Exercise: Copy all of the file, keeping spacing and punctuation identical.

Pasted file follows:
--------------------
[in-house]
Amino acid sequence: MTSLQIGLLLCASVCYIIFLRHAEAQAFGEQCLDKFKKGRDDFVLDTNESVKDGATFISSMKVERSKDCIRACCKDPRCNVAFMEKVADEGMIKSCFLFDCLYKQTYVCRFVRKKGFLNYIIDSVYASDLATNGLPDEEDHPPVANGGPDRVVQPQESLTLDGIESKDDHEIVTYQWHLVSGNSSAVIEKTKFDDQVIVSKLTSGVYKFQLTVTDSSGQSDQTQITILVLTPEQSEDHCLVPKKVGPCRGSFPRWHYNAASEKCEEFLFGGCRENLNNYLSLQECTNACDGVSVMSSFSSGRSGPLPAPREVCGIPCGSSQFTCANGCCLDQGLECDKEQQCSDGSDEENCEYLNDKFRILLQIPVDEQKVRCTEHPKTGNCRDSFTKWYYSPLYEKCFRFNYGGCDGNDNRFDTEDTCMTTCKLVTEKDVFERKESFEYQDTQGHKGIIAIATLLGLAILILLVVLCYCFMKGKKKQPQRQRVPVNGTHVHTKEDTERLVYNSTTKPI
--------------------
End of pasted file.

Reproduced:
[in-house]
Amino acid sequence: MTSLQIGLLLCASVCYIIFLRHAEAQAFGEQCLDKFKKGRDDFVLDTNESVKDGATFISSMKVERSKDCIRACCKDPRCNVAFMEKVADEGMIKSCFLFDCLYKQTYVCRFVRKKGFLNYIIDSVYASDLATNGLPDEEDHPPVANGGPDRVVQPQESLTLDGIESKDDHEIVTYQWHLVSGNSSAVIEKTKFDDQVIVSKLTSGVYKFQLTVTDSSGQSDQTQITILVLTPEQSEDHCLVPKKVGPCRGSFPRWHYNAASEKCEEFLFGGCRENLNNYLSLQECTNACDGVSVMSSFSSGRSGPLPAPREVCGIPCGSSQFTCANGCCLDQGLECDKEQQCSDGSDEENCEYLNDKFRILLQIPVDEQKVRCTEHPKTGNCRDSFTKWYYSPLYEKCFRFNYGGCDGNDNRFDTEDTCMTTCKLVTEKDVFERKESFEYQDTQGHKGIIAIATLLGLAILILLVVLCYCFMKGKKKQPQRQRVPVNGTHVHTKEDTERLVYNSTTKPI